Thursday, May 29, 2014

If the Way Was Easy, Why Would We Need a Comforter?

There Are Two Paths

3 Nephi 14:13-14
Enter ye in at the strait gate; for wide is the gate, and broad is the way, which leadeth to destruction, and many there be who go in thereat;

Because strait is the gate, and narrow is the way, which leadeth unto life, and few there be that find it.

One path is broad and easy. It's the one most people take.

The other is straight. It's narrow. It's the road few travel. It's a hard road. This is how I imagine it (so take it or leave it): before you are two paths. One is well traveled, lots of people are using it, and even vouch for it to you. It looks safe. It looks easy going.

And off somewhere to your right is one that is more like an animal trail. It is straight, though... straight up a mountain. There are cliffs to climb in some places. It looks dangerous.

It looks like hell.

There is someone who vouches for that one too, but the people on the other path avoid him because he looks kind of crazy, especially when he claims the narrow path is full of peace and joy. He also claims the guide that will lead you through this path isn't something you can see. Not at first. You just have to start and listen to it inside yourself. The rewards he claims are at the end are worthy of pause, but most just continue on the broad one because it makes more sense, because all their traveling companions are convinced of it too. Their reward lies at the end of the easy one. They know it because everyone else on the road with them knows it too.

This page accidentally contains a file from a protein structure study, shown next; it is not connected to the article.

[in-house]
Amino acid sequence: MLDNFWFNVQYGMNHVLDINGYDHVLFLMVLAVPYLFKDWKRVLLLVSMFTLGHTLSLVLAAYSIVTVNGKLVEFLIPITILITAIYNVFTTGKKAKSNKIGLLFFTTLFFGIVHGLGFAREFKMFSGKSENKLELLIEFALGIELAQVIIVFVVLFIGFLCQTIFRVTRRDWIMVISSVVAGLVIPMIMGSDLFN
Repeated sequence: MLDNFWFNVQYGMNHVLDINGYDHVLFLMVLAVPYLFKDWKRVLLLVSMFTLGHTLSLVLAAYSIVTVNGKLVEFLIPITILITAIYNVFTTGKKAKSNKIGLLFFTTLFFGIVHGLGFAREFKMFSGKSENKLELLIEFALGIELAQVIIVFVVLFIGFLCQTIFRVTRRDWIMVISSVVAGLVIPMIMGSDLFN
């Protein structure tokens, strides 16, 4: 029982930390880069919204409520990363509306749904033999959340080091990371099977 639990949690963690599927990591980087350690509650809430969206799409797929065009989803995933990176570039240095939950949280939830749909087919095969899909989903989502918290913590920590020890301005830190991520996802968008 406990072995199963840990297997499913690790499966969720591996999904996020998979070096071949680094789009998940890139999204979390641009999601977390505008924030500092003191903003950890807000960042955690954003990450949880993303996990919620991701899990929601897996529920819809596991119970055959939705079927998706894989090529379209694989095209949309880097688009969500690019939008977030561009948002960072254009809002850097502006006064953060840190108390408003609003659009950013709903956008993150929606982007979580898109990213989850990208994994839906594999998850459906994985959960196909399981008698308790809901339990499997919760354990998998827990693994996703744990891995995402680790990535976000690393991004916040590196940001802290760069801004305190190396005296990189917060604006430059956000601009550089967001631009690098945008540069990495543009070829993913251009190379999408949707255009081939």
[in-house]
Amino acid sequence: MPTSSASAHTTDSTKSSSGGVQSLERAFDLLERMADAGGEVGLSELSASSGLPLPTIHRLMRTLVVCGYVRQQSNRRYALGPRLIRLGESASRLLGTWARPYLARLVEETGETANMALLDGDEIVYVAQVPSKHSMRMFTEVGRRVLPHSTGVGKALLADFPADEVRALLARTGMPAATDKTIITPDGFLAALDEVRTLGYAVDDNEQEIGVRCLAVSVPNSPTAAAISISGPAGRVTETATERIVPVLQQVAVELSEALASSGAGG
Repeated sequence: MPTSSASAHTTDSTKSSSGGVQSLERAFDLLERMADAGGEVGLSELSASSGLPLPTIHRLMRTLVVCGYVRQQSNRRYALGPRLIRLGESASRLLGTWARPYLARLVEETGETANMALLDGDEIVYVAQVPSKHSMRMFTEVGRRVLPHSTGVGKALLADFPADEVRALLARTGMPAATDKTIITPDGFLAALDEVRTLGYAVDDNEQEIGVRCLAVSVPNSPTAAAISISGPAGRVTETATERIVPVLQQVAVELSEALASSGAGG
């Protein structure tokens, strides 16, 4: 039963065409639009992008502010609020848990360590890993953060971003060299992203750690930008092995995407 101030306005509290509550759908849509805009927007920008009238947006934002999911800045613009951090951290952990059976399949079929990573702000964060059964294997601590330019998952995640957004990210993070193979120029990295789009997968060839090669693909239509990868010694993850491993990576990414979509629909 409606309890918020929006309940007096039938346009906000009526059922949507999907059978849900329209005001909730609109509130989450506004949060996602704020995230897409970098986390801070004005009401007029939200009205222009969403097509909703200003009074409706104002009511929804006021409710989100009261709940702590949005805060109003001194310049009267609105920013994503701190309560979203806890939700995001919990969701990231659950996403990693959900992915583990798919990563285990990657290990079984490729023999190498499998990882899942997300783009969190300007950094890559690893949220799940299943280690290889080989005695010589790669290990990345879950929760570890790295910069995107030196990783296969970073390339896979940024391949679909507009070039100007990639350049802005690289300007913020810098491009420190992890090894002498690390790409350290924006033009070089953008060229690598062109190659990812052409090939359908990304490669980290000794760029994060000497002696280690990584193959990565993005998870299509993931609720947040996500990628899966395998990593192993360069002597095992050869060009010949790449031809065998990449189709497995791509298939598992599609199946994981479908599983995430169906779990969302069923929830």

You may see another person or two on the narrow path. You may not. This path is so narrow, that it can only fit one person at a time, and for that reason it looks lonely.

The first path is full of other people. It looks like a good time. With so many people, loneliness is far from your mind.

Though, the first path looks like hell and getting to the end of it may feel like hell, the end is Heaven.

Though, the first path looks like the obvious choice, it leads to Hell.

So which one do you take?

Why We Take the Easy One:

2 Nephi 28:21-22
And others will he pacify, and lull them away into carnal security, that they will say: All is well in Zion; yea, Zion prospereth, all is well--and thus the devil cheateth their souls, and leadeth them away carefully down to hell.

And behold, others he flattereth away, and telleth them there is no hell; and he saith unto them: I am no devil, for there is none--and thus he whispereth in their ears, until he grasps them with his awful chains, from whence there is no deliverance.

If everything is fine how it is, then there's no reason to look outside our understanding or the road we're on, right? All is well! If I just follow the herd, I'll go where they're going! We'll end up there together.


...Well, yes. I'll all end up in the same place, but that place isn't where I wanted to go. Any time a thought like that comes to us, we ought to examine where it came from, and find the truth of the matter.

How We Enter Into the Gate of the Strait and Narrow Path: